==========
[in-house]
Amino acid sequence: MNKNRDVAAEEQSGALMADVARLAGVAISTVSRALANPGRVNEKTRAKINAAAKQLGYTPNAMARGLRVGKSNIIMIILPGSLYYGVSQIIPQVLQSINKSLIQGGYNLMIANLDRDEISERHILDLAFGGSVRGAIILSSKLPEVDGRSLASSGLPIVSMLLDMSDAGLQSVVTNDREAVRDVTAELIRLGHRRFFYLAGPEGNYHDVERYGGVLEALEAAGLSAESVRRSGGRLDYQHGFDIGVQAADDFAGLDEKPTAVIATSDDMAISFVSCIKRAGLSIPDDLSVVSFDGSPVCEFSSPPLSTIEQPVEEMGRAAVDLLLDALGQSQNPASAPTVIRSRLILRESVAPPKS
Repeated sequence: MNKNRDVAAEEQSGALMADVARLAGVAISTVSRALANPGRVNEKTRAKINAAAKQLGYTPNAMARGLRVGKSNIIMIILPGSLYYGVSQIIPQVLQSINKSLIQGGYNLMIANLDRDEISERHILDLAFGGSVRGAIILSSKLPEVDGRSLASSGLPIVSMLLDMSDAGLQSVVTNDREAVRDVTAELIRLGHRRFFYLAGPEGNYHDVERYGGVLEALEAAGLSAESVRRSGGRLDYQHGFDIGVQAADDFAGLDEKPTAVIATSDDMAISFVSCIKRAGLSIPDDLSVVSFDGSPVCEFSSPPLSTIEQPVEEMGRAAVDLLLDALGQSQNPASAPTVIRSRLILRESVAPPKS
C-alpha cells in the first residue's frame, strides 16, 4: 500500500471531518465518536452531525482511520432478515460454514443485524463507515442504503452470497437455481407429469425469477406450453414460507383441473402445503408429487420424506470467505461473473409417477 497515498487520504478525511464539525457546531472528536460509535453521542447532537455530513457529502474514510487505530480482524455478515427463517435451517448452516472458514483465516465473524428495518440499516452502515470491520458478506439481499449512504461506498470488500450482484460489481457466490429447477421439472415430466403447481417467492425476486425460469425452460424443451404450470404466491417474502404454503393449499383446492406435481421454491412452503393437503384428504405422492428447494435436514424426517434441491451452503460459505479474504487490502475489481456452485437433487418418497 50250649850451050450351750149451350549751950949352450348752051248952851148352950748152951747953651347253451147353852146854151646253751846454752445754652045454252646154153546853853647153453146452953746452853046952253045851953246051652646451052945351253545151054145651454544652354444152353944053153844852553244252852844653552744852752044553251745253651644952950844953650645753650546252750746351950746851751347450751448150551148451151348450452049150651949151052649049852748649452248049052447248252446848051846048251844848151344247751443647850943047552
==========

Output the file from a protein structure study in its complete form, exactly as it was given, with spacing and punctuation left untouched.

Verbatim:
[in-house]
Amino acid sequence: MNKNRDVAAEEQSGALMADVARLAGVAISTVSRALANPGRVNEKTRAKINAAAKQLGYTPNAMARGLRVGKSNIIMIILPGSLYYGVSQIIPQVLQSINKSLIQGGYNLMIANLDRDEISERHILDLAFGGSVRGAIILSSKLPEVDGRSLASSGLPIVSMLLDMSDAGLQSVVTNDREAVRDVTAELIRLGHRRFFYLAGPEGNYHDVERYGGVLEALEAAGLSAESVRRSGGRLDYQHGFDIGVQAADDFAGLDEKPTAVIATSDDMAISFVSCIKRAGLSIPDDLSVVSFDGSPVCEFSSPPLSTIEQPVEEMGRAAVDLLLDALGQSQNPASAPTVIRSRLILRESVAPPKS
Repeated sequence: MNKNRDVAAEEQSGALMADVARLAGVAISTVSRALANPGRVNEKTRAKINAAAKQLGYTPNAMARGLRVGKSNIIMIILPGSLYYGVSQIIPQVLQSINKSLIQGGYNLMIANLDRDEISERHILDLAFGGSVRGAIILSSKLPEVDGRSLASSGLPIVSMLLDMSDAGLQSVVTNDREAVRDVTAELIRLGHRRFFYLAGPEGNYHDVERYGGVLEALEAAGLSAESVRRSGGRLDYQHGFDIGVQAADDFAGLDEKPTAVIATSDDMAISFVSCIKRAGLSIPDDLSVVSFDGSPVCEFSSPPLSTIEQPVEEMGRAAVDLLLDALGQSQNPASAPTVIRSRLILRESVAPPKS
C-alpha cells in the first residue's frame, strides 16, 4: 500500500471531518465518536452531525482511520432478515460454514443485524463507515442504503452470497437455481407429469425469477406450453414460507383441473402445503408429487420424506470467505461473473409417477 497515498487520504478525511464539525457546531472528536460509535453521542447532537455530513457529502474514510487505530480482524455478515427463517435451517448452516472458514483465516465473524428495518440499516452502515470491520458478506439481499449512504461506498470488500450482484460489481457466490429447477421439472415430466403447481417467492425476486425460469425452460424443451404450470404466491417474502404454503393449499383446492406435481421454491412452503393437503384428504405422492428447494435436514424426517434441491451452503460459505479474504487490502475489481456452485437433487418418497 50250649850451050450351750149451350549751950949352450348752051248952851148352950748152951747953651347253451147353852146854151646253751846454752445754652045454252646154153546853853647153453146452953746452853046952253045851953246051652646451052945351253545151054145651454544652354444152353944053153844852553244252852844653552744852752044553251745253651644952950844953650645753650546252750746351950746851751347450751448150551148451151348450452049150651949151052649049852748649452248049052447248252446848051846048251844848151344247751443647850943047552